This edition contains a new section in the first chapter alerting students to the regulatory issues that constrain bioprocess design and modification. We believe students need to be aware of these industrially critical issues. Part 2, "An Overview of Biological Basics," has been updated throughout and expanded. Greater emphasis is given now to posttranslational processing of proteins, as this is a key issue in choice of bioprocessing strategies to make therapeutic proteins. Basic processes in animal cells are more completely described, since animal cell culture is now an established commercial bioprocess technology. Chapter 5 is made more complete by introduction of a section on noncarbohydrate metabolism. Key concepts in functional genomics have been added to prepare students to understand the impact of these emerging ideas and technologies on bioprocesses.
In Part 3, "Engineering Principles for Bioprocesses," greater attention is given to issues associated with animal cell bioreactors. The discussion of chromatographic processes is expanded. In Part 4, "Applications to Nonconventional Biological Systems," the material has been rearranged and updated and a new chapter added. These changes are evident in the chapters on animal and plant cell culture. Particularly important is the expanded discussion on choice of host-vector systems for production of proteins from recombinant DNA technology. Coverage of two areas of increasing importance to bioprocess engineers, metabolic and protein engineering, has been expanded. A new chapter on biomedical applications illustrates how approaches to bioprocess engineering are relevant to problems typically considered to be biomedical engineering. The chapter on mixed cultures has been extended to cover advanced waste-water treatment processes. An appendix providing descriptive overviews of some traditional bioprocesses is now included.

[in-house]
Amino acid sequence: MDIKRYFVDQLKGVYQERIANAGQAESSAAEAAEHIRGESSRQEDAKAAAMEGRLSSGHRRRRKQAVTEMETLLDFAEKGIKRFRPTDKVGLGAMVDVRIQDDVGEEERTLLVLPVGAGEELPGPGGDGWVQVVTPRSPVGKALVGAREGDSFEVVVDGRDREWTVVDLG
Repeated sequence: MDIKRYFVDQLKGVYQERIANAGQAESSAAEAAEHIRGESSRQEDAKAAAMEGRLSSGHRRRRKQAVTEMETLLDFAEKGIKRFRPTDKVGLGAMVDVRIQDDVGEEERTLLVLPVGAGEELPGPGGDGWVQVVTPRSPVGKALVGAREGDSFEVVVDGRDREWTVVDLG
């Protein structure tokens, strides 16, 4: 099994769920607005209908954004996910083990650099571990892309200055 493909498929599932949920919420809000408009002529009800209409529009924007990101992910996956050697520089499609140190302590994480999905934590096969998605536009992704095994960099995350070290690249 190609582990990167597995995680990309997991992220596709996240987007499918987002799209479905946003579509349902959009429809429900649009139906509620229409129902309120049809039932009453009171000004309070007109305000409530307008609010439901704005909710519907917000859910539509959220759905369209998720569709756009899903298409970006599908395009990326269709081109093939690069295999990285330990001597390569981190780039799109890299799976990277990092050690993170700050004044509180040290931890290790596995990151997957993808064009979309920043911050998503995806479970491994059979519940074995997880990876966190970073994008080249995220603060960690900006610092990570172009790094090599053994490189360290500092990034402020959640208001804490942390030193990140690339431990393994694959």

The suggestions for further reading at the end of each chapter have been updated. We are unable in this book to provide in-depth treatment of many vital topics. These readings give students an easy way to begin to learn more about these topics.
Teaching a subject as broad as bioprocess engineering in the typical one-semester, three-credit class has never been easy. Although some material in the first edition has been removed or condensed, the second edition is longer than the first. For students with no formal background in biology, coverage of all of the material in this book would require a four-credit class. In a three-credit class we suggest that the instructor cover Chapters 1 to 11 (with 7 being optional) and then decide on subsequent chapters based on course goals. A course oriented toward biopharmaceuticals will want to include careful coverage of Chapters 12 and 14 and some coverage of 13 and 15. A course oriented toward utilization of bioresources would emphasize Chapter 16 and the Appendix and selected coverage of topics in Chapters 13 and 14.
Many students now enter a bioprocess engineering course with formal, college-level instruction in biology and biochemistry. For such students Chapters 2, 4, 5, 7, and 8 can be given as reading assignments to refresh their memories and to insure a uniform, minimal level of biological knowledge. Lecture time can be reserved for material in other chapters or for supplementary material. For these five chapters study questions are provided for self-testing. Under these circumstances the instructor should be able to cover the rest of the material in the book.